ISTE Excellence Cafe — Characteristics of Formal Learning

One of the best times that I had a ISTE this year was facilitating one of the ISTE Excellence Cafes.  They took place on Sunday, and each cafe was devoted to a conversation about one of the ISTE NET-S and what excellence looks like in that context.  Weeks before, I’d missed the initial conference call for facilitators, and when I was finally able to connect, there were only two NET-S standards left to choose from.  This was good.  I chose Technology Operations and Concepts, which is the standard that I am least interested in.  I chose it for two reasons.  One, I was more likely to keep my own mouth shut, making it easier to facilitate the conversation.  Secondly, I felt that I might learn more by leading a conversation about something, to which I do not pay a lot of attention.

Technology Operation & Concepts

Students demonstrate a sound understanding of technology concepts, systems, and operations. Students:

  1. understand and use technology systems.
  2. select and use applications effectively and productively.
  3. troubleshoot systems and applications.
  4. transfer current knowledge to learning of new technologies.

ISTE was about conversations

I was worried when the conversation was about to start.  It seemed that Tech and Concepts were not terribly interesting to anyone, except for an enthusiastic educator from Vietnam, and two venders — both of which shared valuable perspectives, but not broad enough to even begin the conversation.  But, when the time finally came, folks started coming in, and we had wonderful input from teachers, administrators, technology educators and directors, international educators and vendors — and it was one of the most exhilarating conversations, of which I have been a part.

We had almost no guidance on where we should steer the conversations except for the goal of excellence.  We wanted the cafes to take the discussions in their own directions.  It was my job to keep it productive.

We looked at each of the goals of the Technology Operations and Concepts standard, and our conversations broke down into what does the learning of the items look like, and what kind of teacher/learning environment would nurture that learning.  There was an enormous amount of overlap.

Here is my own condensing of the ideas down to an almost manageable list of teaching/learning characteristics that I think extends way beyond technology operation and concepts.

Minor additional editing July 23, 2010

The learning & the learner
  • Student-centered
    • Student Choice
    • Personalized (not individualized)
    • Building expertise more than meeting standards
    • Working toward a meaningful product
  • Technology is personal — It is not handed out.  It comes in with the learners
  • Assessment
    • Not “right” or “wrong” but “did it work?”
    • Permission to get it wrong, and then describe what was learned
    • Self-reflection and peer-evaluation (critiquing)
  • Regular exposure to and conversation about
    • Current events
    • New ideas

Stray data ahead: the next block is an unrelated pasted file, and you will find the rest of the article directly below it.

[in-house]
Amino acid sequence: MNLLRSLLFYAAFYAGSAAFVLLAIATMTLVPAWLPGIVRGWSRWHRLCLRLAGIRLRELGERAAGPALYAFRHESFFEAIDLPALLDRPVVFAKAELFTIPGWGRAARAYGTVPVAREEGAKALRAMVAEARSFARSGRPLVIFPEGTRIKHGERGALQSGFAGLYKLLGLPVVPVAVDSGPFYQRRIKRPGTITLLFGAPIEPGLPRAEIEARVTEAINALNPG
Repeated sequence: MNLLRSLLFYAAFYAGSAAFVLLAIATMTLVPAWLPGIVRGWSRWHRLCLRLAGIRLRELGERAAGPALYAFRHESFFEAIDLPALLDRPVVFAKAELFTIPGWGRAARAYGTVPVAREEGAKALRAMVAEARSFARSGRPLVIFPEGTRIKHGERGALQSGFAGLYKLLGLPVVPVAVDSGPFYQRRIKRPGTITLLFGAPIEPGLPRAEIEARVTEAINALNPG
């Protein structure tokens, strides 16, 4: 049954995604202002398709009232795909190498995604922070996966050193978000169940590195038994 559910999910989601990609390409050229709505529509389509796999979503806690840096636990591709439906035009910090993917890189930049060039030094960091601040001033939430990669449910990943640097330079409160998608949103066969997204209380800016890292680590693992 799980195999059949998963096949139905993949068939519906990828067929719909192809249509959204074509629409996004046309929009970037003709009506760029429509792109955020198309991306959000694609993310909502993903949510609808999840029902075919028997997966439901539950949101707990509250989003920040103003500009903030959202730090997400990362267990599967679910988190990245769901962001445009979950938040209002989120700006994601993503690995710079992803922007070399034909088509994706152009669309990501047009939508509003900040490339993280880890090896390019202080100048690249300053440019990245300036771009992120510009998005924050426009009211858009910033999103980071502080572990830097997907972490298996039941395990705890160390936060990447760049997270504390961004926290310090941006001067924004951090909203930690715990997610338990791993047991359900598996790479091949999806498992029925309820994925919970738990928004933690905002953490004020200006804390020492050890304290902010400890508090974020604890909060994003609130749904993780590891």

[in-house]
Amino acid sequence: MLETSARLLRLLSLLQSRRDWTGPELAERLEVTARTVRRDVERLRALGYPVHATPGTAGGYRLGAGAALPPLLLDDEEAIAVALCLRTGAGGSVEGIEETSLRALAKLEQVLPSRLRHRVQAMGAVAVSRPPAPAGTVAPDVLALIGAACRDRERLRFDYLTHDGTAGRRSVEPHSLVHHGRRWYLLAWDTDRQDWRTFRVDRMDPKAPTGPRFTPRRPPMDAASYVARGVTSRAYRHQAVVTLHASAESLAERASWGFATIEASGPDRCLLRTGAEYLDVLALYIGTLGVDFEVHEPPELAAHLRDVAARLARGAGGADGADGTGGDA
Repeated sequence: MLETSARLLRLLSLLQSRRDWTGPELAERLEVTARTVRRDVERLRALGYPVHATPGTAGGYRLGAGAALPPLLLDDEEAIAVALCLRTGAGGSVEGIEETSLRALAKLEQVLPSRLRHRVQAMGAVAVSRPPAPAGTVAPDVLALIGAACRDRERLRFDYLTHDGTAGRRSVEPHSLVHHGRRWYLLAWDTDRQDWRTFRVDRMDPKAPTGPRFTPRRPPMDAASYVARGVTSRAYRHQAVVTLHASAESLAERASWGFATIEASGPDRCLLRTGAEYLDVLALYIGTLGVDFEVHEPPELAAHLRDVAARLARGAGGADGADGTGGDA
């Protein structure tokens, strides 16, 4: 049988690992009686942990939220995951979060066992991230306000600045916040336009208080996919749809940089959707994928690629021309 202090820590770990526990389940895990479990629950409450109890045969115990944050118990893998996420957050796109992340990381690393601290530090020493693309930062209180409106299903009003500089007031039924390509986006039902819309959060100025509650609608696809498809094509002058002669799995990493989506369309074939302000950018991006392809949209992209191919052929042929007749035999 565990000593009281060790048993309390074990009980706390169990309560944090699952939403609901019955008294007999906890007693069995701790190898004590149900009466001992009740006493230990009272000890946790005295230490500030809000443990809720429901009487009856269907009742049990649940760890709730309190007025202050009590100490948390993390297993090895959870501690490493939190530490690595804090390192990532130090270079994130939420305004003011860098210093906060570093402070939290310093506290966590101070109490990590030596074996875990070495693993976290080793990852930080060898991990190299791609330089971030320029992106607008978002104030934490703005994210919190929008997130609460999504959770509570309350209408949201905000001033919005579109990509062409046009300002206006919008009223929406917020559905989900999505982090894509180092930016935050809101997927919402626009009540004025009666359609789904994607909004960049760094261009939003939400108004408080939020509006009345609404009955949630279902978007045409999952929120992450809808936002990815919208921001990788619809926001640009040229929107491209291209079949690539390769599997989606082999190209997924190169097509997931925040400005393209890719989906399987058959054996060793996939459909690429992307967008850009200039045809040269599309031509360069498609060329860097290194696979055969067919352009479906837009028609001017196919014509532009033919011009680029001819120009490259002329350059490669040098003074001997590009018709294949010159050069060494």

• New (emerging) technologies
  • Learning is…
    • problem-based
    • project-based
    • product-based
    • with external goals and audiences that extend beyond standards
  • Technology literacy is not platform or application based.  It is saying, “This tool should be able to do this.  Let me figure out how to make it work.”
The Teacher and Learning Experience
  • Open minded and open ended
  • Comfortable with authority that is fluid and porous.
  • Willing to take risks and make mistakes, and say, “Here’s what I just learned.”
  • Willing to grant students permission to make mistakes and say, “Here’s what I just learned.”
  • Publicly learning as professional practice
  • High expectations for students — higher than the status quo
  • A vision or philosophy of ICT in formal learning that is purposeful, rigorous, and product oriented and that ICT is THE literacy tool of our time.
  • Engaged in learning conversations within a cultivated network of colleagues
  • Willing to say, “You figure it out!”
  • Willing to learn from students
  • Willing to give students space to be learners, but hold them accountable for their learning and make them defend their learning, “How do you know that’s true?”
  • Be willing to share classroom learning experiences with the community, to invite the community in.
  • Respect and utilize the knowledge and skills that students gain outside the formal learning environment
  • Be involved in selecting new ICTs, developing curriculum, and setting information and communication policies for the school/district
Aspects of Classroom Culture:
  • Reflection
  • Peer Review
  • Confidence
  • Computer application not computer applications. (the difference is one “s”)
  • Multidimensional Conversations about context, values, and leveraging change, potentials, and opportunities
  • Information as raw material to be mixed and shaped into new valuable information products
  • Student learning affects other people

 

 

 

Author: David Warlick

David Warlick has been an educator for the past 40+ years. He continues to do some writing, but is mostly seeking his next intersect between play, passion and purpose, dabbling in photography, drone videography and music production.